The Mariners didn’t make a trade on Monday in the hours leading up to the non-waiver deadline, but GM Jerry Dipoto doesn’t expect that to preclude them from further tweaking the roster, as Bob Dutton of the Tacoma News Tribune writes. “We’re going to have something on the market in August,” Dipoto tells Dutton. “I guarantee there will be more activity throughout the league, and we’ll probably be at the center of that.”
[Related: How August Trades Work]
That the Mariners didn’t make a trade wasn’t for a lack of effort, per Dipoto, who says that the Mariners had a lot of different discussions taking place, some of which “got very deep into the deal-making phase and just didn’t come to pass.” While Dipoto doesn’t address any specifics, one of those near-swaps was likely for Reds shortstop Zack Cozart. It was widely reported on Monday (first by Dutton himself) that the two sides were closing in on a trade that would send Cozart from Cincinnati to Seattle, but the deal never came to fruition.
Dutton now sheds some light on the talks, reporting that the two sides believed they had a basic two-for-two framework that would’ve sent Cozart and a minor leaguer to Seattle in exchange for minor league lefty Luiz Gohara and a second prospect. However, the Reds ultimately had to spend a great deal of time on Monday restructuring their trade of Jay Bruce to the Mets due to medical concerns surrounding some of the minor leaguers they were set to acquire. As such, Dutton writes that the Reds effectively “ran out of time” to assess all of the medical information on the players they would be receiving from the Mariners in exchange for Cozart. Gohara rated as the Mariners’ No. 5 prospect at MLB.com, whose scouting report notes that he’s had a breakout campaign after dropping 30 pounds in the offseason. Gohara has a 1.94 ERA and a 63-to-14 K/BB ratio in 51 minor league innings (nine starts).
Dutton adds that he spoke to some Mariners officials who didn’t rule out the possibility of revisiting talks for Cozart, though Cozart would have to pass through the entire National League and through nearly half of the American League to get to the Mariners on the waiver wire, which seems unlikely. Talks, of course, could resume in the offseason if Cozart remains in Cincinnati. It’s worth noting that Reds president of baseball operations Walt Jocketty told the Cincinnati Enquirer’s C. Trent Rosecrans yesterday that Cozart is not someone he’s actively looking to move, though he’s a free agent following the 2017 season, so it makes sense for the rebuilding Reds to be highly open to the concept so long as they receive quality talent in return.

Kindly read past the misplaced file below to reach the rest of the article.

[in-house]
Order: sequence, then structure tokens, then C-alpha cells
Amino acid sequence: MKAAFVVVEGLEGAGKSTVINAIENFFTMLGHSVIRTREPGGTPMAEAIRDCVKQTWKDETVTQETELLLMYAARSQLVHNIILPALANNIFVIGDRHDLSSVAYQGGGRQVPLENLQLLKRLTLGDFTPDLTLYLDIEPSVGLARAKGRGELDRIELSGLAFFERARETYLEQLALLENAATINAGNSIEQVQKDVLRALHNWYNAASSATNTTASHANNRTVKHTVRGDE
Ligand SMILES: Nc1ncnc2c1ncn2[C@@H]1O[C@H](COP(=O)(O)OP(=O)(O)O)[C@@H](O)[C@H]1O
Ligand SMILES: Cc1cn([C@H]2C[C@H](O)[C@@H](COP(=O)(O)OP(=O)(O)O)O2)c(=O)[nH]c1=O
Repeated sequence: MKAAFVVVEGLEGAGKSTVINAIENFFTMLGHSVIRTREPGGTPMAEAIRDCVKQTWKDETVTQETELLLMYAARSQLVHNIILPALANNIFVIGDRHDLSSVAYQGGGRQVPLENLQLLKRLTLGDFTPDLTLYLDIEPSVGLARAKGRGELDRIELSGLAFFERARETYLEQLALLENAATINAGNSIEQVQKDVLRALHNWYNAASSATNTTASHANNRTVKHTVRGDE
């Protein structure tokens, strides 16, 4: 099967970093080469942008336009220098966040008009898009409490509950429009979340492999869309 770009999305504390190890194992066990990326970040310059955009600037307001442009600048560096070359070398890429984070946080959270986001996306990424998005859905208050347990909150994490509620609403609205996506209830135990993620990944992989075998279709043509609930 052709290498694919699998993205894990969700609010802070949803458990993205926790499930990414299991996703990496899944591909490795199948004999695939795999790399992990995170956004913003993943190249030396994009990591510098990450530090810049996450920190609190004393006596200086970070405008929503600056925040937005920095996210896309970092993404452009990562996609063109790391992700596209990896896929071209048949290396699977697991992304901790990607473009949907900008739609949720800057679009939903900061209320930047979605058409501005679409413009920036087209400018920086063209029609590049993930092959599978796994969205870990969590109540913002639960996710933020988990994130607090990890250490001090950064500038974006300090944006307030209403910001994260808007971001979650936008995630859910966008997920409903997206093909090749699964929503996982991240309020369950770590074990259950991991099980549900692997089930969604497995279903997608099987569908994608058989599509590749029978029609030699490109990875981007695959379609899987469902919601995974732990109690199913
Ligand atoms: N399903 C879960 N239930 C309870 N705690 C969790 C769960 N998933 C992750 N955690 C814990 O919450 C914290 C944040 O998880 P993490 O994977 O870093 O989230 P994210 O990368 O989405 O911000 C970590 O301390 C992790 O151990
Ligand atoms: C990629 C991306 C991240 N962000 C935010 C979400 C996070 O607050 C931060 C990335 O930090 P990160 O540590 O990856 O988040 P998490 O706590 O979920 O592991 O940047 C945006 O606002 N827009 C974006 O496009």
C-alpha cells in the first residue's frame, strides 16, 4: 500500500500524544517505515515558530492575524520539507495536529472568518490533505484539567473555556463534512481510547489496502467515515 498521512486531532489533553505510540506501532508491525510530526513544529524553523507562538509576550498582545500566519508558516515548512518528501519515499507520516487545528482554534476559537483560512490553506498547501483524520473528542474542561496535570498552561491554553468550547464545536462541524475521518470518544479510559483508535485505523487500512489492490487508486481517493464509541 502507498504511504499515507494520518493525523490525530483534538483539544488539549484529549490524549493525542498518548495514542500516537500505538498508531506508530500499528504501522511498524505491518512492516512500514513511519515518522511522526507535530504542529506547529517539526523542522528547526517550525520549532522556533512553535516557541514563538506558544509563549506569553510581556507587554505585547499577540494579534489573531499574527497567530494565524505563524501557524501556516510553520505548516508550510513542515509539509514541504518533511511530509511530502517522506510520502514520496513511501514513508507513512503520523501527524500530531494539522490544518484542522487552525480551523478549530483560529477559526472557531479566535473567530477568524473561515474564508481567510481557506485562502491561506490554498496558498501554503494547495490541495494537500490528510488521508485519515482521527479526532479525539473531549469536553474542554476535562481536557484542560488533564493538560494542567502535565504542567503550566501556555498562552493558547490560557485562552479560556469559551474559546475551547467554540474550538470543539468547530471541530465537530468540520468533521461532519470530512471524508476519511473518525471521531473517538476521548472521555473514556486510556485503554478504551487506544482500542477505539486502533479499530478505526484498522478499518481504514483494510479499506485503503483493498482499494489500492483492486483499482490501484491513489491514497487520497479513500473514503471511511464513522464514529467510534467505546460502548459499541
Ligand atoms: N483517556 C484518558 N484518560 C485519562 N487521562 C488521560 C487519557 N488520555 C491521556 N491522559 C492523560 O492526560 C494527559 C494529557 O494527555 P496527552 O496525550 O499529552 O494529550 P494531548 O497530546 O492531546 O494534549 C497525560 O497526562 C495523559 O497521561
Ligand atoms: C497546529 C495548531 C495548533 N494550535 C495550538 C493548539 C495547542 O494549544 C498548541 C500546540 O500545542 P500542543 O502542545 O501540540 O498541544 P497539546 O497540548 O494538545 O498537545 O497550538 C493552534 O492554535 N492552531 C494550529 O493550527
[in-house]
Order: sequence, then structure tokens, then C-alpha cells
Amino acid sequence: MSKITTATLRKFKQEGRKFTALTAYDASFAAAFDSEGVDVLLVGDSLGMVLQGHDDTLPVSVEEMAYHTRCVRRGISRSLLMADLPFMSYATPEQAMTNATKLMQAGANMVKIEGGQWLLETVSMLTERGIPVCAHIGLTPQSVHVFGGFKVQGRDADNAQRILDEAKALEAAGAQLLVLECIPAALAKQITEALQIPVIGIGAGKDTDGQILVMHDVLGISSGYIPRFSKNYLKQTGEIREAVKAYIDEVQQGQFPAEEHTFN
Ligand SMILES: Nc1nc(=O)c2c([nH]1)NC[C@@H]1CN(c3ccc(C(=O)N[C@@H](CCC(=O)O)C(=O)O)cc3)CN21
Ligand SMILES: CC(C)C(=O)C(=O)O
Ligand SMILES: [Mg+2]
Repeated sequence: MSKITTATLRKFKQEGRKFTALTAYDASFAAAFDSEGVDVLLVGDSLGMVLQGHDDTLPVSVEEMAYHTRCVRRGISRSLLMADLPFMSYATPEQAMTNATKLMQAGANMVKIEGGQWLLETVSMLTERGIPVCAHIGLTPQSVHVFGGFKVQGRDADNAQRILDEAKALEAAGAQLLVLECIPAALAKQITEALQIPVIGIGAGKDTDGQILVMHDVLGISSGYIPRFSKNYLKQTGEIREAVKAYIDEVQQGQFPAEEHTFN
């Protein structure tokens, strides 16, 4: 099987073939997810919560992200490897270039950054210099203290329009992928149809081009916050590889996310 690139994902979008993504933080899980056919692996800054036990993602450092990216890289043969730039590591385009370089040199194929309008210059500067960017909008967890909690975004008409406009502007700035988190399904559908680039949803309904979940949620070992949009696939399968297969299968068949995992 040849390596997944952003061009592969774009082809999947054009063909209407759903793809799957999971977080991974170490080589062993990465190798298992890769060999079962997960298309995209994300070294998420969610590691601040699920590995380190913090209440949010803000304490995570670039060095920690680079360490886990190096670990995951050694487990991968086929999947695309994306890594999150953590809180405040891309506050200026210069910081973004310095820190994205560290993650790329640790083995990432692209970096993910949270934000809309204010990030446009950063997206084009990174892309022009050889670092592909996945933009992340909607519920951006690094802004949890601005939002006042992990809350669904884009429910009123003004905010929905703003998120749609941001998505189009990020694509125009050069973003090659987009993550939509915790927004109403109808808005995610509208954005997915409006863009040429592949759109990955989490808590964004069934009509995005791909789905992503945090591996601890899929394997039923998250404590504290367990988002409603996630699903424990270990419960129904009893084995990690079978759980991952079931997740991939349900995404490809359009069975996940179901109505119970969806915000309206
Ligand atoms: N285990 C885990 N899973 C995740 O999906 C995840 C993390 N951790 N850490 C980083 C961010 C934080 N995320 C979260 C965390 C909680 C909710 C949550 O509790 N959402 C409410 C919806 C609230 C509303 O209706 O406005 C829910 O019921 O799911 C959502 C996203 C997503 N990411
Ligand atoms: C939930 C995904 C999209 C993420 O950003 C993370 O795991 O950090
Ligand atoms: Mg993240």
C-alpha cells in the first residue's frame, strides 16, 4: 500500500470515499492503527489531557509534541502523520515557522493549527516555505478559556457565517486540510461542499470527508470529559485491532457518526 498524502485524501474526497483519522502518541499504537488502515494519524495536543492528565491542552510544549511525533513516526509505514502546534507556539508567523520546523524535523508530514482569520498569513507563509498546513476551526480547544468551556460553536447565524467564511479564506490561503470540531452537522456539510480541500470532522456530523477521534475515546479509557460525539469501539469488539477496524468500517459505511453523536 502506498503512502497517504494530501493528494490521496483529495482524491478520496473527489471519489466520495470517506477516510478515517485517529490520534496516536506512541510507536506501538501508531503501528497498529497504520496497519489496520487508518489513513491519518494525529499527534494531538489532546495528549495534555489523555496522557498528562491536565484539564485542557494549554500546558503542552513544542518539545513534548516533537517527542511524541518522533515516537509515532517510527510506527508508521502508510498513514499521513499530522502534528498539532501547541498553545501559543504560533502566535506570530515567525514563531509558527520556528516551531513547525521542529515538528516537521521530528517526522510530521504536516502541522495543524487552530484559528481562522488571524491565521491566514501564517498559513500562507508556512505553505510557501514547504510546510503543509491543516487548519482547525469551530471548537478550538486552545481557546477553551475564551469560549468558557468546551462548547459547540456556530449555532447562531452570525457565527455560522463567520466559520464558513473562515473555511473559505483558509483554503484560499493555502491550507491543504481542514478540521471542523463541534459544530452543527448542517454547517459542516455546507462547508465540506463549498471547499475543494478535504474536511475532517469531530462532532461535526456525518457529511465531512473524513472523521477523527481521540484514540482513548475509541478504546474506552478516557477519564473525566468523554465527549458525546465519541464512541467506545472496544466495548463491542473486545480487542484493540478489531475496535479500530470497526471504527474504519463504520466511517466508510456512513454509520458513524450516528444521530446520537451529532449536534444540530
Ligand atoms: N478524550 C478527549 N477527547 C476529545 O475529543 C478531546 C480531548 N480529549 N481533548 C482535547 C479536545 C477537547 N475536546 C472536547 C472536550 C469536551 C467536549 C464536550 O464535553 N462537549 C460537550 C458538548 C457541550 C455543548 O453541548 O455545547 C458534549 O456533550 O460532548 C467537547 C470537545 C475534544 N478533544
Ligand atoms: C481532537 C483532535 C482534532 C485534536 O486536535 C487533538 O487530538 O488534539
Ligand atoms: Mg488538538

In the days leading up to the deadline, the Mariners served as a reminder that the “buyer” and “seller” classifications are often too black-and-white, and teams will often operate in a gray areas somewhere between. Seattle shed some veterans that have disappointed this season — Joaquin Benoit and Wade Miley — but acquired MLB-ready assets in exchange. Benoit was swapped out for another change of scenery candidate, Drew Storen, while left-hander Ariel Miranda came over from the Orioles in the Miley swap and has already pitched in the big leagues this year himself. The Mariners did trade a long-term, controllable asset in moving Mike Montgomery to the Cubs, but Dipoto received a more or less MLB-ready first baseman in exchange by picking up blocked prospect Dan Vogelbach, creating the possibility for near-term gains. And, talks for Cozart further indicated that the Mariners don’t seem content to punt on the 2016 season.
Looking around the roster to identify potential August trade candidates, then, Adam Lind stands out as a logical option. Acquired from the Brewers this offseason to platoon at first base, Lind has struggled to a .226/.261/.434 line through 280 plate appearances. The emergence of Dae-ho Lee and the presence of the left-handed-hitting Vogelbach in Triple-A Tacoma could make Lind, a free agent at season’s end, expendable for the Mariners, and there were indeed rumors of his availability leading up to the non-waiver deadline. Veteran outfielder Nori Aoki has also underwhelmed in his first season with the Mariners, though he’s performed considerably better in a small sample upon his return from an option to Tacoma.
As for possible external acquisitions for Seattle, the Mariners were linked to names like Cozart, Jay Bruce and Joe Smith in the days leading up to the deadline. Given Steve Cishek’s recent struggles and the reported interest in Smith, adding another bullpen arm seems like a possibility, and their talks for Cozart could signal a desire to add another up-the-middle type of infielder. And, given Seattle’s current ranking, they’ll likely have a good shot at claiming any short-term assets that are placed on trade waivers by American League clubs. Seattle is currently five games back of the second Wild Card spot, and the two of the teams closest behind them — the Yankees and White Sox — acted largely as sellers, while the Royals (who have the same record as the ChiSox) stood pat as opposed to making any pre-deadline additions. That means that (for now) the Mariners have priority over virtually every team that considers itself a legitimate Wild Card contender.